A government is in trouble when its economic development minister repeatedly says that “numbers don’t matter.” And a territory is in trouble when this same minister is also in charge of the environment portfolio.
Unfortunately for Yukoners, this is exactly what Currie Dixon again stated when explaining why his government chose to hide the number of people who commented on the latest round of consultations on the final recommended Peel Plan.
From the outset, this government has shown that they will only listen to what they want to hear. While this is a shocking example of the attempts by the Yukon Party government to manipulate the democratic process that is land use planning, it hardly comes as a surprise for most Yukoners.
Despite the government’s bad faith, the development of the final recommended Peel watershed land use plan was a democratic process that saw First Nation governments, youth and elders, municipalities, environmental groups, small businesses and regular citizens construct and unite behind a responsible approach to development.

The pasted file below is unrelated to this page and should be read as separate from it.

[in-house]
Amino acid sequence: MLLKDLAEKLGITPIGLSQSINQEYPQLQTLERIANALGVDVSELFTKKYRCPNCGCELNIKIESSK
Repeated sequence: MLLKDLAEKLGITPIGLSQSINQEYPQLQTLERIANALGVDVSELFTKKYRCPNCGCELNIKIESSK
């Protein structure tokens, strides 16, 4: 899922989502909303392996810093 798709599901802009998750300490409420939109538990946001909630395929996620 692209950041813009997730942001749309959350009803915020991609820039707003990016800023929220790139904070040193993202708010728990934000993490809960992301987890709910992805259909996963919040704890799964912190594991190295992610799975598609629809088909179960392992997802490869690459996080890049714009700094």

First Nations, who initially advocated for 100 per cent protection of the Peel watershed, have already made important compromises and, rightfully so, are not willing to settle for anything short of the final recommended plan. Likewise, the thousands of Yukon citizens who have participated in one way or another over the years in the land use process are not ready to accept that its outcome be rewritten by a minister who can’t count and doesn’t listen.
For once, the government should bite the bullet and put its own agenda aside. It’s never too late to make a good decision and nothing prevents the government from finally accepting that Yukoners have said loud and clear that the want to see the final recommended Peel watershed plan implemented. Contrary to what the minister thinks, numbers do count, especially when those numbers represent the voices of Yukoners.
NDP MLA for Takhini-Kopper King